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Monday, July 24, 2006


Dr. E. L. Mascall on the reality of the Incarnation

Since human nature, in any individual, is not given from its beginning in a fully developed state but develops from the unrealized potentialities of the original fertilized ovum through birth, infancy, childhood, and adolescence to its climax in adult manhood, we must surely hold that the mentality of Jesus, like that of any other human being, developed pari passu with the development of the bodily organism. To say this is not to imply that it was defective in the early stages; on the contrary, at each stage it was precisely what at that stage it is proper for human nature to be. It is surely a valid insight that asserts that you must not try to put an old head on young shoulders. It is not simply a discovery of modem anthropology that mental and physical (especially cerebral) functioning are intimately and intricately allied; it is inherent in the traditional Christian belief that a human being is not a pure spirit temporarily encapsulated in a body but is a bipartite psychological unity... A modem discussion of Jesus's human knowledge will need to take account of all that is now known about the psychophysical structure of the cognitive process and about the development of human mentality from its beginning in the fertilized ovum to its culmination in adulthood.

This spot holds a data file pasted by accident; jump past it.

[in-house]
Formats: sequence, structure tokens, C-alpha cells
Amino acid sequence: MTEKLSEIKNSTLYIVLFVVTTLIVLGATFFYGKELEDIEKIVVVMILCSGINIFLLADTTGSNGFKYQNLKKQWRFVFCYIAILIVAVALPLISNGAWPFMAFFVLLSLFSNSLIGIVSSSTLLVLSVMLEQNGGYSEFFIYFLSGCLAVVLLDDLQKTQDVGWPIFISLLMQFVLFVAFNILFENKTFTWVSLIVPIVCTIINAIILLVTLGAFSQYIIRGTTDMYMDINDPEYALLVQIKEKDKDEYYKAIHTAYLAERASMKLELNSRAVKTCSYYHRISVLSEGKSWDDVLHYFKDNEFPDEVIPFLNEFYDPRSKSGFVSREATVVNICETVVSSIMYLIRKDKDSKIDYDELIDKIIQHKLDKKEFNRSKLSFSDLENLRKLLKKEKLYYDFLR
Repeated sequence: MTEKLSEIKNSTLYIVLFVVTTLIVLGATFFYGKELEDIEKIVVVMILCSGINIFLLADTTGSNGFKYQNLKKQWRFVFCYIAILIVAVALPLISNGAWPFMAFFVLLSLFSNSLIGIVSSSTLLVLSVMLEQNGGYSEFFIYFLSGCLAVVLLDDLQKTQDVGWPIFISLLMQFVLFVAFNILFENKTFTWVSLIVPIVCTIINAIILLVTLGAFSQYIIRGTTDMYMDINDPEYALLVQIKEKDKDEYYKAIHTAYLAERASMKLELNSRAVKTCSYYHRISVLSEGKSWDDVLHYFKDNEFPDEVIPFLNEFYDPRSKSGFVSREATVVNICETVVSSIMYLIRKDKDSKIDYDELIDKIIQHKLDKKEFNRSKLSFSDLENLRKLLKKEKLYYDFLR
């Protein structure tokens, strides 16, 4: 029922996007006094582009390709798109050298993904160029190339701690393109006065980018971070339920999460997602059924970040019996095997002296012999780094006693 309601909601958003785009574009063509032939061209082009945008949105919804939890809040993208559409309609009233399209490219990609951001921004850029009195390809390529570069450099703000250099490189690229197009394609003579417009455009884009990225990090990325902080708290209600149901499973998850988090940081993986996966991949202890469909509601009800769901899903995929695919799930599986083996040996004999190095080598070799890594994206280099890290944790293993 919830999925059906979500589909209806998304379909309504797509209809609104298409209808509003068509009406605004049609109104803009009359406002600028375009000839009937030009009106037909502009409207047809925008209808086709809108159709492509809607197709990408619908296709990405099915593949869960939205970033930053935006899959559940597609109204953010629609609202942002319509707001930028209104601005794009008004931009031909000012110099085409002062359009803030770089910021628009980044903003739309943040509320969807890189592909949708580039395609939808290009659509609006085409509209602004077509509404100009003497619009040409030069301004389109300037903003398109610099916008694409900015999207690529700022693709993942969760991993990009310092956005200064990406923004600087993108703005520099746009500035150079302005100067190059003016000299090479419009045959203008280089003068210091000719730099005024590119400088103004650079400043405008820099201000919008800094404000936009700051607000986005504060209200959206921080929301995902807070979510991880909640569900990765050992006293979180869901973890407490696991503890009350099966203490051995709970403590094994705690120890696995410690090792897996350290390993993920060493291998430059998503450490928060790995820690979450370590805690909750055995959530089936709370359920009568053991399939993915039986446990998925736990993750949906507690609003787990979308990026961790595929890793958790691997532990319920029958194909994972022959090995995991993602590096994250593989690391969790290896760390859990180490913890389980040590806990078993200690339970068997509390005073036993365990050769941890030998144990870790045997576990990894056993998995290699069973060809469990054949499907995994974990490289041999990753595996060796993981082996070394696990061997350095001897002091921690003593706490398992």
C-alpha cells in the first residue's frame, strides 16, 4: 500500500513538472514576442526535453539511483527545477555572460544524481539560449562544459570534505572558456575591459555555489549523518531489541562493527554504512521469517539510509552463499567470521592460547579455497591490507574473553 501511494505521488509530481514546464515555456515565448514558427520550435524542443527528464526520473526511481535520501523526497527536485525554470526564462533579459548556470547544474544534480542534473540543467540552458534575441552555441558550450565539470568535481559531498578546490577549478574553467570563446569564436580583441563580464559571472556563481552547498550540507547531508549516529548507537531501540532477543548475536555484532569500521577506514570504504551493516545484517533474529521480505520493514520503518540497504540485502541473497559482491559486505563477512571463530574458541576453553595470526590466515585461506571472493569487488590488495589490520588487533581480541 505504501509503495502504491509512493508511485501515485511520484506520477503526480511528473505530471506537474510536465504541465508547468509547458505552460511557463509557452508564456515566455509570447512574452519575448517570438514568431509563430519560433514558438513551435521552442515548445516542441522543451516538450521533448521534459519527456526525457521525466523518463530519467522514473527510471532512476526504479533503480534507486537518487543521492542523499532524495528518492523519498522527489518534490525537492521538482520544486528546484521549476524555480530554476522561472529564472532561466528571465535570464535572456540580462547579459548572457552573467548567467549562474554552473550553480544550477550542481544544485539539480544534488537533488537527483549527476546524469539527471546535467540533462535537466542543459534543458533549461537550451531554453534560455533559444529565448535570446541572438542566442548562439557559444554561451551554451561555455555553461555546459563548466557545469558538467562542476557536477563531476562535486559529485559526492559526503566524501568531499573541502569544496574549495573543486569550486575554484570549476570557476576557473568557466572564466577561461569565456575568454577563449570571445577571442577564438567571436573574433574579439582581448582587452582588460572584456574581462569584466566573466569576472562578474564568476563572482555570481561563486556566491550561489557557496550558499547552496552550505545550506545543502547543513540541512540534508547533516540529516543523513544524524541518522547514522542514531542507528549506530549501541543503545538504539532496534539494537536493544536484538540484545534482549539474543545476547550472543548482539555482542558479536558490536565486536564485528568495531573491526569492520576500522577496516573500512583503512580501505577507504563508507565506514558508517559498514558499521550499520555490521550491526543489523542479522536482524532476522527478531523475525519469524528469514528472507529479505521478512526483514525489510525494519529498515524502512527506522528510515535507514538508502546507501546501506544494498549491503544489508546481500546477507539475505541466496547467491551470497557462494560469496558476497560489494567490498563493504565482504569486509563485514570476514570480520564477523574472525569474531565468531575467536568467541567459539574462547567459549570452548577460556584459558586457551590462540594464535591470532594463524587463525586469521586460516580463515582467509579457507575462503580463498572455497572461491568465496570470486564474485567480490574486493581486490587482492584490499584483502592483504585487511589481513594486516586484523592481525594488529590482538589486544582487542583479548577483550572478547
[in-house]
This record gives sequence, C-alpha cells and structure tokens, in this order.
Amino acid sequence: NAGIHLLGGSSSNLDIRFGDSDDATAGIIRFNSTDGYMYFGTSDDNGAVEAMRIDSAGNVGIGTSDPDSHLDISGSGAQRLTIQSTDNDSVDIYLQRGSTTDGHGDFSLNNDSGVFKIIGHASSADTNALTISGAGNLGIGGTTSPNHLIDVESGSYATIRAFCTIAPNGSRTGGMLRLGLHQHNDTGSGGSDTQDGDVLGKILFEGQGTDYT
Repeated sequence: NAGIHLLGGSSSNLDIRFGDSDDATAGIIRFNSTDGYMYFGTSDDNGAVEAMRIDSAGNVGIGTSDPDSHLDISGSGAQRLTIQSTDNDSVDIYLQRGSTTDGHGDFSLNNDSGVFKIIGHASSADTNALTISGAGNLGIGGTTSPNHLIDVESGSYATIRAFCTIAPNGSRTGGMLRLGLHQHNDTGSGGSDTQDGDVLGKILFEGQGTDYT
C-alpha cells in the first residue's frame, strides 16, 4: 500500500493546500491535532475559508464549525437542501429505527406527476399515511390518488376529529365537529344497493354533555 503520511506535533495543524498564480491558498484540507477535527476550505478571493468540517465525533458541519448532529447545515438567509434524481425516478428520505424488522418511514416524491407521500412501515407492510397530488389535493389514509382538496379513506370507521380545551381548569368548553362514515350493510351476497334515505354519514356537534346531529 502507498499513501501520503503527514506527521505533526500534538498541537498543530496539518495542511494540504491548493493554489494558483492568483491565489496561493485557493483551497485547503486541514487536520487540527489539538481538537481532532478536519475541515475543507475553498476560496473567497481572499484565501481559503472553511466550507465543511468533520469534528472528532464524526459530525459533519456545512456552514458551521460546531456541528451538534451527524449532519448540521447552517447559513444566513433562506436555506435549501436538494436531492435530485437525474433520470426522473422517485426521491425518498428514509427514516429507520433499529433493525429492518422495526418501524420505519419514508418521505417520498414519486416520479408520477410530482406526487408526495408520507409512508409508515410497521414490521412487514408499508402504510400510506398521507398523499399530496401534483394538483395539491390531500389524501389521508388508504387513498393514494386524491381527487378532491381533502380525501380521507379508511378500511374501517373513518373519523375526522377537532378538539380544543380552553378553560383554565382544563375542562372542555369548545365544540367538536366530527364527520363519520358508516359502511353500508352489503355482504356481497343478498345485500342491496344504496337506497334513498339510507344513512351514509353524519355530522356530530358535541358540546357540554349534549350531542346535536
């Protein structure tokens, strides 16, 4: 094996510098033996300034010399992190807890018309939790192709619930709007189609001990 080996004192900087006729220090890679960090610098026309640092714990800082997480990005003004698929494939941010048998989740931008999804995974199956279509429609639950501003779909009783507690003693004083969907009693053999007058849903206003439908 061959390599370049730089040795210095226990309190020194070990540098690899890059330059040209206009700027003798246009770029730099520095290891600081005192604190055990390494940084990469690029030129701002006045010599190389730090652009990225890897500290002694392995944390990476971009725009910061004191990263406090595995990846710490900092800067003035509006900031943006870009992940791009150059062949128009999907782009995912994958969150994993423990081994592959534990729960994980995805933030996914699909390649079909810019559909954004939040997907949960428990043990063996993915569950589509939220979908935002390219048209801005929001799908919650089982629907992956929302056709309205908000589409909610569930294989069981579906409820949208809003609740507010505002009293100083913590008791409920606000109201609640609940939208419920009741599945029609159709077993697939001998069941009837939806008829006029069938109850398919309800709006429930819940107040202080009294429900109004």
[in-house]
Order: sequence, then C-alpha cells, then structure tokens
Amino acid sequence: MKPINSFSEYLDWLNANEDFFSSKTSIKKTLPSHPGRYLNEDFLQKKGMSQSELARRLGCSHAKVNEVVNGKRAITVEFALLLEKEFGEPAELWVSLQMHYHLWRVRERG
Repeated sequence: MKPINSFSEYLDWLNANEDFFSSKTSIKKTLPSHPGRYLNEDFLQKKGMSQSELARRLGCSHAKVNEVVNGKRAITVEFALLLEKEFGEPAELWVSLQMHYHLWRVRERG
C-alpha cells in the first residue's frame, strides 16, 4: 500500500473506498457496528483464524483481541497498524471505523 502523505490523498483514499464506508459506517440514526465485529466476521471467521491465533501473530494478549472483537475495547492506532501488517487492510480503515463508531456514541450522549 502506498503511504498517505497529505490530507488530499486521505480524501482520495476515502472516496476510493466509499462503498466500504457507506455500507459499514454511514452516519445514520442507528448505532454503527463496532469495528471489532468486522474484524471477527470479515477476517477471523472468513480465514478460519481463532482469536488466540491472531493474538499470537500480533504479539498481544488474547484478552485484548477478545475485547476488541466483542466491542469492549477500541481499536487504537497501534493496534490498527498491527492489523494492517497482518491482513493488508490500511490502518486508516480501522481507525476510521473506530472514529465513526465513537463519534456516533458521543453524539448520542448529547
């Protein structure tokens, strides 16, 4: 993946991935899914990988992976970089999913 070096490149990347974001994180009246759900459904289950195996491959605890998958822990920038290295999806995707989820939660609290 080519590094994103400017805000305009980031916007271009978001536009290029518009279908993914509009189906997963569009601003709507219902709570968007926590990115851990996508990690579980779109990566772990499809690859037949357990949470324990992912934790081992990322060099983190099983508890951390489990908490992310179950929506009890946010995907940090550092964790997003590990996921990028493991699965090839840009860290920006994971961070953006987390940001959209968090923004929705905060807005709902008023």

While Jesus’ human nature is more and not less genuinely human for its assumption by the Person of the eternal Son of God [as set forth by the Council of Chalcedon], it may for that very reason be expected to manifest powers and capacities which outstrip those of human nature as we normally experience it in ourselves and in others. Some of these powers and capacities may pertain to Jesus simply because his human nature is unfallen and perfect, whereas ours is fallen and maimed, and, though redeemed, is still in process of recreation and restoration. Others may pertain to it because its Person is the divine Word, because “in him the whole fullness of deity dwells bodily” (Col.1:19). It may be difficult to discriminate in any given case between these alternatives; nor, I think, will it greatly matter, provided we keep a firm grasp upon the principle that, even in the supreme example of the Incarnation, grace does not suppress nature but perfects it. (Whatever Happened to the Human Mind? (London: SPCK, 1980), p. 45.)

1 Comments:

Blogger Death Bredon said...

Mascall's grasp of christiology and anthropology is truly orthodox, catholic, apostolic and patristic. I can only imagine Severus and Justinian both nodding their heads in agreement.

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